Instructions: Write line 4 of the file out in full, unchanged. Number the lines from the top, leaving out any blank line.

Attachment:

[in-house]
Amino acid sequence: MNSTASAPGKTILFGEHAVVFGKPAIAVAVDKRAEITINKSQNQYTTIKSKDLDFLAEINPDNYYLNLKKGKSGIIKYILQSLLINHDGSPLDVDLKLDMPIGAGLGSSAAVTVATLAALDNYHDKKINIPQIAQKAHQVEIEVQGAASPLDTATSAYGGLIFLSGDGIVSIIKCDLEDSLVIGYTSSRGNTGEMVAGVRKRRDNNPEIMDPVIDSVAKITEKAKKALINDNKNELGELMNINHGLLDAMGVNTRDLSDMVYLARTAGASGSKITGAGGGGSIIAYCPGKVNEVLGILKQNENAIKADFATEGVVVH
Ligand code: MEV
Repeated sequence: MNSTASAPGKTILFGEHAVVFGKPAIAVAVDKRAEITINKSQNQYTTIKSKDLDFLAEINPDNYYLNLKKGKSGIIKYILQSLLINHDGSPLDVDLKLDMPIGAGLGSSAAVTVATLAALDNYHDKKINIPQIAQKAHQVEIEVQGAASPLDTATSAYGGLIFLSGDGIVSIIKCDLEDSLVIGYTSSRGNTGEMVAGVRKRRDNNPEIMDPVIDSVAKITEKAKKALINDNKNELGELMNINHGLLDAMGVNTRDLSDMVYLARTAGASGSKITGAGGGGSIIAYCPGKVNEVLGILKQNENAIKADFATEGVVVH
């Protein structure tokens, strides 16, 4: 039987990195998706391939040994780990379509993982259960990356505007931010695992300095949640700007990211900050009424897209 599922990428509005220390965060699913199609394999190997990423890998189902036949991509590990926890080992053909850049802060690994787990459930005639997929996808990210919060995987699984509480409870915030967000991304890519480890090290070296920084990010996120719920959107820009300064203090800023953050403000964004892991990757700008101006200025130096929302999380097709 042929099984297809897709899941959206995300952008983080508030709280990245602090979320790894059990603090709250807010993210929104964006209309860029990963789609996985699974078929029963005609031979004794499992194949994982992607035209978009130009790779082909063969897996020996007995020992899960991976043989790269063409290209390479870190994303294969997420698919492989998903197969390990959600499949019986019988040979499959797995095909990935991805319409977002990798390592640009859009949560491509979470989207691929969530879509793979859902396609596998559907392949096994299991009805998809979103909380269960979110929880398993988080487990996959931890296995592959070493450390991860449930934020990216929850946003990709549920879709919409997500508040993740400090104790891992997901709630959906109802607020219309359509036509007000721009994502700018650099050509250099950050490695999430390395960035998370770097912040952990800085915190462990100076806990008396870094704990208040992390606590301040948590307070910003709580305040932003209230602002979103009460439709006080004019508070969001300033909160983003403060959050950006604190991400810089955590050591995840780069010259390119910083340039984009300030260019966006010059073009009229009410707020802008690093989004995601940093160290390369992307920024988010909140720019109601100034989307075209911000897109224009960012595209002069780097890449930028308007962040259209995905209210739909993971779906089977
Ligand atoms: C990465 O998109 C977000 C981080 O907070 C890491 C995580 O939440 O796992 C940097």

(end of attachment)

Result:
Repeated sequence: MNSTASAPGKTILFGEHAVVFGKPAIAVAVDKRAEITINKSQNQYTTIKSKDLDFLAEINPDNYYLNLKKGKSGIIKYILQSLLINHDGSPLDVDLKLDMPIGAGLGSSAAVTVATLAALDNYHDKKINIPQIAQKAHQVEIEVQGAASPLDTATSAYGGLIFLSGDGIVSIIKCDLEDSLVIGYTSSRGNTGEMVAGVRKRRDNNPEIMDPVIDSVAKITEKAKKALINDNKNELGELMNINHGLLDAMGVNTRDLSDMVYLARTAGASGSKITGAGGGGSIIAYCPGKVNEVLGILKQNENAIKADFATEGVVVH